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forces. we have shown a great deal of restraint as we try to make this peace process work. >> going home is on their minds, too. their commander-in-chief declaring they should be home at christmas, but the february deal between the united states and the taliban says the final pullout is next spring. can you really leave in may with conditions like this? >> those are political decisions. we make military recommendations. i will leave that for policy guidance. it's not a question of are they ready. they have to be ready. the commitment i see from them as they understand they are the security forces that must secure thafghan people. >> afghans ready for the fight. these men just signed up. thousands of young recruits are put through their paces at
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couple -- kabul's biggest training center. the army struggles with desertions. >> i lived in holland for several years. i came back to my country. my country needs me to fight the enemy. >> thealiban are training, to. slick videos like this are propaganda weapons which can be as powerful as guns on the ground. both sides are preparing for war now while they talk about peace. >> the taliban could play smart politics and negotiate in good. -- in goodwill. it instills fear and threatens. it's a different ballgame once they get. -- once they get into more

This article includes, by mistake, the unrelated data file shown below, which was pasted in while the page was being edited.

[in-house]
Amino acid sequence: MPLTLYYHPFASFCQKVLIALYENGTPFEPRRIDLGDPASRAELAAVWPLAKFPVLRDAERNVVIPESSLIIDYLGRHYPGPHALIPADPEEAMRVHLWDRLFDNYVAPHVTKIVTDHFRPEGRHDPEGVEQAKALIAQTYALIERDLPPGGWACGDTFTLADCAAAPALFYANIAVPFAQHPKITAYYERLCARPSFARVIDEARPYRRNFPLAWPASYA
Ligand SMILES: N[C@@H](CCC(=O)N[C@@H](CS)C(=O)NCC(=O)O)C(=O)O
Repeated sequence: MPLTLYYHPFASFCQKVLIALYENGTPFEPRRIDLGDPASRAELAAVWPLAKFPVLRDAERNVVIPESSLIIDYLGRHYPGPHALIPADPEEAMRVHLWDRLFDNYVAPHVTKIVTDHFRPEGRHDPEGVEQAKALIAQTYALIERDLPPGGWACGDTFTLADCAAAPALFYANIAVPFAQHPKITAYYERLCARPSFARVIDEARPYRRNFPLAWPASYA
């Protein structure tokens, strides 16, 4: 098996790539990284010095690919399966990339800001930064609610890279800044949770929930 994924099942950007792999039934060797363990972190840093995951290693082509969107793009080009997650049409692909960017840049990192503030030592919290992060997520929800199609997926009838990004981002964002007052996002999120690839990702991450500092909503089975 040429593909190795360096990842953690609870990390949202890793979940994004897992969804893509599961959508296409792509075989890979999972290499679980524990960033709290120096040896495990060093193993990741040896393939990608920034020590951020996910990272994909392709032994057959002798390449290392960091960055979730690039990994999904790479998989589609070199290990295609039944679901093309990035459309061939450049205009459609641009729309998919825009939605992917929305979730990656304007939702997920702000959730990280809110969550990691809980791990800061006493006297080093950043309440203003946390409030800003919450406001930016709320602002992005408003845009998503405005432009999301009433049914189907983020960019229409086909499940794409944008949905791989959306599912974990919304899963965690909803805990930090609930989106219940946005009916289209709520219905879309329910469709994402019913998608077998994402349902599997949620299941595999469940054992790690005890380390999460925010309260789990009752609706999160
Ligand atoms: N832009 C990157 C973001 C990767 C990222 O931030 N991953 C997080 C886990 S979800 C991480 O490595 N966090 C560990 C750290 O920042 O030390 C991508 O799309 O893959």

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conditional warfare. my personal fear is if we are not able to secure or save afghanistan from civil war. >> how likely is a civil war right now? >> it's very likely, but we are doing what we can to make a deal. >> north of kabul at the largest u.s. base in bagram, they are ready to go. day by day, there are more signs that american troops are packing up. this used to be its biggest military base. it is shrinking by the day. but afghans say it is a growing impact in their own lives. years ago, when u.s. forces searched, so, too, did live in bagram. now the life what in this town is draining, too. jobs are drying up.